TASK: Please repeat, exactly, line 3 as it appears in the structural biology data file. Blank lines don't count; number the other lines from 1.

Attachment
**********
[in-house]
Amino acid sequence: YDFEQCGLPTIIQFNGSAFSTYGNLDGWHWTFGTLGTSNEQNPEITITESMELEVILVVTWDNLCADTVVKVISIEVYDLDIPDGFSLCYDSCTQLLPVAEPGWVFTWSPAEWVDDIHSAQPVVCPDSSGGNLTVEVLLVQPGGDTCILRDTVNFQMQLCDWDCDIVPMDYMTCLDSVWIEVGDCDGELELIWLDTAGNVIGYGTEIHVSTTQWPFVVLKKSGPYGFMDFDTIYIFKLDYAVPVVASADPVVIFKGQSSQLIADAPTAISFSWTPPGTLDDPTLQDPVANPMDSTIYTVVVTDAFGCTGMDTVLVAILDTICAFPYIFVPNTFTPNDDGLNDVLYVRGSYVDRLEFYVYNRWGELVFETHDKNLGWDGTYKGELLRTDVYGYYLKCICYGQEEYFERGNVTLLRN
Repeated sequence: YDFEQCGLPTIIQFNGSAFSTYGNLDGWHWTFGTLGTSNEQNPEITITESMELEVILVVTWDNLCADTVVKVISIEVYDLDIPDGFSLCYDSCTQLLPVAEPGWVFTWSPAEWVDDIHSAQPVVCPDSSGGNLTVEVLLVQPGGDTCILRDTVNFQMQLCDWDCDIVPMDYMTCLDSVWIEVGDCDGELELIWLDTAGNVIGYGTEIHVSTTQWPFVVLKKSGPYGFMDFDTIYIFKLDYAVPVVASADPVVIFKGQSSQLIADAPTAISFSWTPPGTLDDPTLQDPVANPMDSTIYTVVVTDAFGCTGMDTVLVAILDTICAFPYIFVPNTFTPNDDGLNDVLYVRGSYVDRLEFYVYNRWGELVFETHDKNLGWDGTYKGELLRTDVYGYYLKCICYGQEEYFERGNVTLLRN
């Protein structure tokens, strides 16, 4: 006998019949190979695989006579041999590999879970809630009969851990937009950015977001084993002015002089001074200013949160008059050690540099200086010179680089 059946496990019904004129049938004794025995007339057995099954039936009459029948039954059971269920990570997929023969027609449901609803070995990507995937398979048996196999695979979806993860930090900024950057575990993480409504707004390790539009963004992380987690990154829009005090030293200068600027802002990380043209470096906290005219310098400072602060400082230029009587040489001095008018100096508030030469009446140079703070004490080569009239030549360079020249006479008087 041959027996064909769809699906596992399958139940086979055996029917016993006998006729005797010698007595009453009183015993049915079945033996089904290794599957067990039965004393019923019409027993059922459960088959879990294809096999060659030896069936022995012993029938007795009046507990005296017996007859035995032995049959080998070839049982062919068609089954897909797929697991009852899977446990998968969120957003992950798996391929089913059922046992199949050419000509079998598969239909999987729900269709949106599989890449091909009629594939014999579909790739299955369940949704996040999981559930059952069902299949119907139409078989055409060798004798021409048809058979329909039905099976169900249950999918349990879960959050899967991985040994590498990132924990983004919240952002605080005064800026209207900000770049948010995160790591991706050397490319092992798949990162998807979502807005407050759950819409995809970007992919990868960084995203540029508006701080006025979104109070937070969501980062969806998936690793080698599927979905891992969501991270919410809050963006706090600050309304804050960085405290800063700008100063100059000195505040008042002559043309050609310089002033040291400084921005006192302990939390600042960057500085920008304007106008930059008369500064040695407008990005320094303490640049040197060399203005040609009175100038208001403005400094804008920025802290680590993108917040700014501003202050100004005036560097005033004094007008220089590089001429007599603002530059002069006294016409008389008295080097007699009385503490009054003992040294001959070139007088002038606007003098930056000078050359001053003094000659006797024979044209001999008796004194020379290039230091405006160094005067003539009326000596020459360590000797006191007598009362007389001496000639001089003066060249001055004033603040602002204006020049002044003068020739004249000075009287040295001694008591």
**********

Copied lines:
Repeated sequence: YDFEQCGLPTIIQFNGSAFSTYGNLDGWHWTFGTLGTSNEQNPEITITESMELEVILVVTWDNLCADTVVKVISIEVYDLDIPDGFSLCYDSCTQLLPVAEPGWVFTWSPAEWVDDIHSAQPVVCPDSSGGNLTVEVLLVQPGGDTCILRDTVNFQMQLCDWDCDIVPMDYMTCLDSVWIEVGDCDGELELIWLDTAGNVIGYGTEIHVSTTQWPFVVLKKSGPYGFMDFDTIYIFKLDYAVPVVASADPVVIFKGQSSQLIADAPTAISFSWTPPGTLDDPTLQDPVANPMDSTIYTVVVTDAFGCTGMDTVLVAILDTICAFPYIFVPNTFTPNDDGLNDVLYVRGSYVDRLEFYVYNRWGELVFETHDKNLGWDGTYKGELLRTDVYGYYLKCICYGQEEYFERGNVTLLRN